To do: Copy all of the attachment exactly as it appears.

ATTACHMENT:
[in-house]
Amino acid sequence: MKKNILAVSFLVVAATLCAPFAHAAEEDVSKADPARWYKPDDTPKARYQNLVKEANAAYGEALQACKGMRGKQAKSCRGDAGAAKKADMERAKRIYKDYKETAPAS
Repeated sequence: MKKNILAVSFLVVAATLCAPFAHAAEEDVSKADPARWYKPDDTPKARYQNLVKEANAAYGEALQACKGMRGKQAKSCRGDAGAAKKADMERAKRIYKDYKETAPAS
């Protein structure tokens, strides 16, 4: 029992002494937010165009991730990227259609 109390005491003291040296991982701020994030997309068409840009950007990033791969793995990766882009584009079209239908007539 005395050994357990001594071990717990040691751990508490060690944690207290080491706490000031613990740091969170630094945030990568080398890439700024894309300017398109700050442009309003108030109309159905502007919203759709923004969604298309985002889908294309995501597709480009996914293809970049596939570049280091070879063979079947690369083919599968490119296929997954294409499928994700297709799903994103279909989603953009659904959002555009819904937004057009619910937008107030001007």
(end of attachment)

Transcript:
[in-house]
Amino acid sequence: MKKNILAVSFLVVAATLCAPFAHAAEEDVSKADPARWYKPDDTPKARYQNLVKEANAAYGEALQACKGMRGKQAKSCRGDAGAAKKADMERAKRIYKDYKETAPAS
Repeated sequence: MKKNILAVSFLVVAATLCAPFAHAAEEDVSKADPARWYKPDDTPKARYQNLVKEANAAYGEALQACKGMRGKQAKSCRGDAGAAKKADMERAKRIYKDYKETAPAS
């Protein structure tokens, strides 16, 4: 029992002494937010165009991730990227259609 109390005491003291040296991982701020994030997309068409840009950007990033791969793995990766882009584009079209239908007539 005395050994357990001594071990717990040691751990508490060690944690207290080491706490000031613990740091969170630094945030990568080398890439700024894309300017398109700050442009309003108030109309159905502007919203759709923004969604298309985002889908294309995501597709480009996914293809970049596939570049280091070879063979079947690369083919599968490119296929997954294409499928994700297709799903994103279909989603953009659904959002555009819904937004057009619910937008107030001007």